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Curie Ahn  (Ahn C) 2 Articles
Glutathion S-Transferase M1 Gene Polymorphism is Associated with Type 2 Diabetic Nephropathy.
Jae Hyeon Kim, Min Kyong Moon, Sang Wan Kim, Hyoung Doo Shin, Young Hwan Hwang, Curie Ahn, Hak Cheol Jang, Kyong Soo Park, Seong Yeon Kim, Hong Kyu Lee
Korean Diabetes J. 2005;29(4):315-321.   Published online July 1, 2005
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BACKGROUND
Oxidative stress may be a determinant of the development of diabetic nephropathy. Glutathione S-transferases(GST) can work as an endogenous antioxidant to protect cells from oxidative stress. Homozygous deletion of the mu and theta subclasses of GST(GST-M1 and GST-T1), and Val105Ile polymorphism of the pi subclass of GST(GST-P1) are associated with antioxidant enzyme activity. In this study, whether the Val105Ile of GST-P1, null genotype of GST-M1 and GST-T1 are associated with type 2 diabetic nephropathy were examined. METHODS: These GST subclasses were genotyped in 361 type 2 diabetic patients with retinopathy; the subjects were divided into two groups, those with an end stage renal disease(ESRD)(the case group n=177) and those(the control group, n=184) showing no signs of renal involvement. RESULTS: The frequencies of the GST-P1 Ile105Val and GST-T1 null genotypes were no different between the cases and controls. However, the frequency of the GST-M1 null genotype was significantly higher in the cases than the controls(61.7% vs. 51.1%, chi-square=4.09, P=0.043), which was still significant after correction for age, sex and duration of diabetes (P= 0.044). In addition, the GST-M1 null genotype showed an increased frequency between the controls and the cases with long and short durations of type 2 diabetes until the onset of ESRD(51.1, 58.9 and 65.5%, respectively; chi-square for trend=5.12, P=0.024). CONCLUSION: This is the first study to suggest that the GST-M1 gene polymorphism might contribute to the development of ESRD in type 2 diabetic patients.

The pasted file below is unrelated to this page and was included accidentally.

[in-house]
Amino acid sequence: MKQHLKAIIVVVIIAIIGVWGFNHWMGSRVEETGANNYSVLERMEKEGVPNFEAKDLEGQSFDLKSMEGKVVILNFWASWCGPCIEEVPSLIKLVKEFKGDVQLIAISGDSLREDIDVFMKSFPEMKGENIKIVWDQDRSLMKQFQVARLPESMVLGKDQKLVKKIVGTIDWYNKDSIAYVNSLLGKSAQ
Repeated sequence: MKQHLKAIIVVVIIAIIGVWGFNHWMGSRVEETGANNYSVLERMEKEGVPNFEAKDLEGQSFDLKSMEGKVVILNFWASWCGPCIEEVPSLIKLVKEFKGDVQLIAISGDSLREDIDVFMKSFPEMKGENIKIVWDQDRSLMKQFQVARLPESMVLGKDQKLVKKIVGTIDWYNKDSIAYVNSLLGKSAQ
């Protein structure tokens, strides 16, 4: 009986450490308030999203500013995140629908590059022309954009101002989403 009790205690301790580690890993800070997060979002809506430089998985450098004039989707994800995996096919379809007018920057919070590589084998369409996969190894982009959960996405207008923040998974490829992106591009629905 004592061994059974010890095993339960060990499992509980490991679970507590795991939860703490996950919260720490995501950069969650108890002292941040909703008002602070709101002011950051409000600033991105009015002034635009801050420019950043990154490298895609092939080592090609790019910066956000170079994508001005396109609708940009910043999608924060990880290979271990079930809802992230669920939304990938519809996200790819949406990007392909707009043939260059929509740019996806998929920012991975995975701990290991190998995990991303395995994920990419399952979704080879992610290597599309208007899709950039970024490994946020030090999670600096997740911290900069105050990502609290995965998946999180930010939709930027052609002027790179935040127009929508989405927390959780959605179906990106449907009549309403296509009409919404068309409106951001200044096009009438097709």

Clinical Characteristics of Post-transplantation Diabetes Mellitus associated with Tacrolimus Therapy after Kidney Transplantation.
Young Min Cho, Hye Seung Jung, Yun Yong Lee, Min Kyong Moon, Suk Kyung Kim, Hyun Jung Jeon, Curie Ahn, Jong Won Ha, Sang Joon Kim, Kyong Soo Park, Seong Yeon Kim, Hong Kyu Lee
Korean Diabetes J. 2002;26(6):509-519.   Published online December 1, 2002
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AbstractAbstract PDF
BACKGROUND
Post-transplantion diabetes mellitus (PTDM) is a major metabolic complication of transplantation and shows a variable incidence among studies with different population or different definition. We examined the incidence and the risk factors of PTDM in the Korean patients with tacrolimus-based immunosuppression following kidney transplantation, and also investigated the change of insulin secretory capacity. METHODS: Twenty-one patients using tacrolimus as primary immunosuppressant were recruited and tested with serial 75-g oral glucose tolerance test (OGTT) at 0, 1, 3, and 6 months after kidney transplantation. RESULTS: According to the American Diabetes Association criteria, the incidence of PTDM was 57.1% (12 of 21). Baseline characteristics of PTDM group were old age (especially > 40 yr), high body mass index, high fasting glucose, high plasma insulin, and increased insulin resistance. The insulin secretory capacity in PTDM group was maximally suppressed 3 months after transplantation and was gradually restored thereafter along with dose reduction of tacrolimus. CONCLUSIONS: Attention should be paid to the patients, especially who are over 40 yr of age, throughout the high dose tacrolimus therapy.

Diabetes Metab J : Diabetes & Metabolism Journal